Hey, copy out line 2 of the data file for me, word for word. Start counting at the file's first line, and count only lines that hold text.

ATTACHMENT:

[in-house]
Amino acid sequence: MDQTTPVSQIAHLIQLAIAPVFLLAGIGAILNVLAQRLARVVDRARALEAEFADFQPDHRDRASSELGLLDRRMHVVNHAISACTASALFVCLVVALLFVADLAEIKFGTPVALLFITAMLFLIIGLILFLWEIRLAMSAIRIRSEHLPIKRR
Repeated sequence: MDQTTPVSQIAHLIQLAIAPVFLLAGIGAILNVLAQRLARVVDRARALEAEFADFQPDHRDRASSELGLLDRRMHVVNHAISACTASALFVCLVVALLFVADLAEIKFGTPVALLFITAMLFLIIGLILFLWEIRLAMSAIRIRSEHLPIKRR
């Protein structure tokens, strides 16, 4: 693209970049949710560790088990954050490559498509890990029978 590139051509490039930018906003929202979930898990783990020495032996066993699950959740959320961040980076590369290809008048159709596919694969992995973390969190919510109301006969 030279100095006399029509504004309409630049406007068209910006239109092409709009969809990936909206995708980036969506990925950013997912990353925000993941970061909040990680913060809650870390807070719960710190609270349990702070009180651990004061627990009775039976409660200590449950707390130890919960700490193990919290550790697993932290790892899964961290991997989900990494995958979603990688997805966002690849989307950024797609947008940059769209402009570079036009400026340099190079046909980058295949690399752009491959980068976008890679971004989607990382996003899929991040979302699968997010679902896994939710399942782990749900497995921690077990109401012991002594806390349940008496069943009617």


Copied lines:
Amino acid sequence: MDQTTPVSQIAHLIQLAIAPVFLLAGIGAILNVLAQRLARVVDRARALEAEFADFQPDHRDRASSELGLLDRRMHVVNHAISACTASALFVCLVVALLFVADLAEIKFGTPVALLFITAMLFLIIGLILFLWEIRLAMSAIRIRSEHLPIKRR